Downbeat romantic comedy “Breaking Upwards” reps a variation on the docu-fiction hybrid, as real-life filmmaking couple Daryl Wein and Zoe Lister-Jones, portraying themselves, re-create an actual past domestic situation: their ill-advised experiment with an incremental break-up. The duo’s longtime partnership imparts a palpable, lived-in intimacy, but lack of careful story construction sometimes hobbles the narrative’s comic flow. Happily, “Upwards” picks up immeasurably when three legit luminaries (Andrea Martin, Julie White, Peter Friedman) enter the picture as the couple’s parents. Made for a mere $15,000, pic opened April 2 at Gotham’s IFC Center simultaneously with its VOD launch.
Would-be writer Daryl (Wein) and aspiring actress Zoe (Lister-Jones) have lived together in a small Brooklyn apartment for four years, and their 24/7 familiarity is starting to breed dissatisfaction if not contempt. Concerned by their relationship’s ongoing erosion, the two sophisticated young twentysomethings discuss their options with equanimity. They decide to take days off from their couplehood (four days together, three apart), lay out specific ground rules (no phone calls on off days) and make lists of goals they want to accomplish during their newfound quasi-independence.
Each finds it difficult to function without the other’s support, co-dependency proving as addictive as it is comforting. As Zoe succinctly puts it, “When he’s with me I want to kill him. When he’s not, I miss him.” Unsurprisingly, as their semi-estrangement advances into socializing with other potential partners, Daryl gets the better end of the deal, attracting intelligent, sexy women played by the likes of Olivia Thirlby, while Zoe gets the wham-bam-thank-you-ma’am treatment from a jaunty fellow thesp (Pablo Schreiber) seeking to deepen their stage chemistry.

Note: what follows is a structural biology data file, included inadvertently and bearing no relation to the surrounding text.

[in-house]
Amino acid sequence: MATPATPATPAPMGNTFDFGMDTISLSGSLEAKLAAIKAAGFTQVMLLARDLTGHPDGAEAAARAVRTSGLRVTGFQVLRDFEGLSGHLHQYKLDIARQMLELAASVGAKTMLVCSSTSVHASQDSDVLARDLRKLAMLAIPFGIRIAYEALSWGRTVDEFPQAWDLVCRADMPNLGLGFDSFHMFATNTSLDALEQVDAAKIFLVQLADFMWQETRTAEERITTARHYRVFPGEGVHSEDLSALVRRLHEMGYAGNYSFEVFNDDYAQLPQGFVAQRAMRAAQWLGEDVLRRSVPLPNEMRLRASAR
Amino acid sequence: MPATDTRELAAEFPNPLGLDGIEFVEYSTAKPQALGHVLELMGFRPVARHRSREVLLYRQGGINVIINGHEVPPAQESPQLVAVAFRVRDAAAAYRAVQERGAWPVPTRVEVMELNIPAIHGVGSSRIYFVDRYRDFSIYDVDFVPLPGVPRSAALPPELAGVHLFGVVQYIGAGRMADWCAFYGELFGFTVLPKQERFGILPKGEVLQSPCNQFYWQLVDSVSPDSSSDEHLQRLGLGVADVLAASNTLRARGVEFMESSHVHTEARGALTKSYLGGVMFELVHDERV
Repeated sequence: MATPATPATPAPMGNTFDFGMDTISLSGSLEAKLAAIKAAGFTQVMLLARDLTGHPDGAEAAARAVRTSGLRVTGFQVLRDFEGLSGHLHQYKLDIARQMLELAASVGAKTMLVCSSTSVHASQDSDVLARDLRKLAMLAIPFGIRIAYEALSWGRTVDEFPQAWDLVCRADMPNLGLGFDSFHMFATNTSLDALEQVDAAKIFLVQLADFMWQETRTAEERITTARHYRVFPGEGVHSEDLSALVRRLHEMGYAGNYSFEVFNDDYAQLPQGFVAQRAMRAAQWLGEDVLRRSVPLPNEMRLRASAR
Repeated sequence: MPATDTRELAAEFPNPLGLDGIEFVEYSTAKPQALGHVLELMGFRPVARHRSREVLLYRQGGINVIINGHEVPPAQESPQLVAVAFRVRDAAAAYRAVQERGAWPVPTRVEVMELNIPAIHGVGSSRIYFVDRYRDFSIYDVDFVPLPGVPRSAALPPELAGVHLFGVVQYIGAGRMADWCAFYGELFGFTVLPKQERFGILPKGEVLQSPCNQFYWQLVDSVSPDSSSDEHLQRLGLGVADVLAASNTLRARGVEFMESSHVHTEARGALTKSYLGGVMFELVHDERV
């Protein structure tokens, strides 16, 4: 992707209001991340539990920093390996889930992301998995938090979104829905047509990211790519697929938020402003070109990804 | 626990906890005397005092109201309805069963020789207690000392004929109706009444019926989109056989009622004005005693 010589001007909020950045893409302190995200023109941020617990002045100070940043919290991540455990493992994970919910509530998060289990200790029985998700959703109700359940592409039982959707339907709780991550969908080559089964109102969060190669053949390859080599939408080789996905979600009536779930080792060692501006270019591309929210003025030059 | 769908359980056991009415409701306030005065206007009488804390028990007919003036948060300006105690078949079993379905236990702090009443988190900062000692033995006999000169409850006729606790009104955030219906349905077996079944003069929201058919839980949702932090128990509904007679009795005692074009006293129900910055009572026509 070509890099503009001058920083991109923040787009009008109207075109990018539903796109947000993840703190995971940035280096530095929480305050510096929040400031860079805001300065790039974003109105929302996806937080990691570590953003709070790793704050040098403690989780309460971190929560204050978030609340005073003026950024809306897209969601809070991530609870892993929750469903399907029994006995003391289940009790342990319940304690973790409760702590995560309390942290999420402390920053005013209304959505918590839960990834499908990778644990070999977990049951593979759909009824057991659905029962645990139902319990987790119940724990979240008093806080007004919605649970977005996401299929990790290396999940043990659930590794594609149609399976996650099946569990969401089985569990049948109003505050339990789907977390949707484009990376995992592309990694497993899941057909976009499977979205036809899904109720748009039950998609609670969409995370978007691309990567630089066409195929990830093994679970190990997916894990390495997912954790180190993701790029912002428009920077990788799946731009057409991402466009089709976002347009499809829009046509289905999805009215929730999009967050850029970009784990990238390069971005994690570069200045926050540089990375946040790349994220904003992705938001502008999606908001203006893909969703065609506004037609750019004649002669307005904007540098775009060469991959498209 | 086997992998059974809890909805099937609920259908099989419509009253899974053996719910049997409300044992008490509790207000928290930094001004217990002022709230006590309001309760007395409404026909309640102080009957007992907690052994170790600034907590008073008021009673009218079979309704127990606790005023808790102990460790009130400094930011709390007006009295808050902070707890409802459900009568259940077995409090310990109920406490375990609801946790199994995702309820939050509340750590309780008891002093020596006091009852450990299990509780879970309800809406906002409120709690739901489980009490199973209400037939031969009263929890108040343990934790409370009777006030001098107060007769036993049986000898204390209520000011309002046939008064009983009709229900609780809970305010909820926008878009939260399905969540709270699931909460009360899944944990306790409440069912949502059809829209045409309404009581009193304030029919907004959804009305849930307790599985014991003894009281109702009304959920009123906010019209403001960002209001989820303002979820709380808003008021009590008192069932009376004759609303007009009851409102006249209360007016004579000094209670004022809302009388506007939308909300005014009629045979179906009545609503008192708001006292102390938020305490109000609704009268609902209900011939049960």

Curiously, neither Daryl nor Zoe has a best friend. Instead, their parents assume the oddball sidekick roles, and do so brilliantly, even through the film’s Passover seder finale. “SCTV” vet Martin, as Zoe’s pot-smoking single mom, dispenses unconditional love and self-deprecating cynicism with matching snorts of laughter. Friedman lends quiet humor and surprising dignity to the oft-caricatured figure of the unassuming dentist dad, while White provides a dizzying spin on the 21st-century Yiddishe mama (“Why couldn’t you be gay like your brother?”).
The parents, who dominate the film’s second half, not only provide great foils for the leads, but also anchor the story’s otherwise inexplicably foggy timeframe. While the film traces a long, gradual process (at one point Zoe wryly comments that their split-up may outlast their affair), the filmmakers give no indication of whether days, weeks or months have elapsed between scenes, so that jealous flare-ups and infantile regressions seemingly come from nowhere. Meanwhile, Alex Bergman’s colorful lensing of Manhattan and Brooklyn neighborhoods seems to unfold in perpetual spring.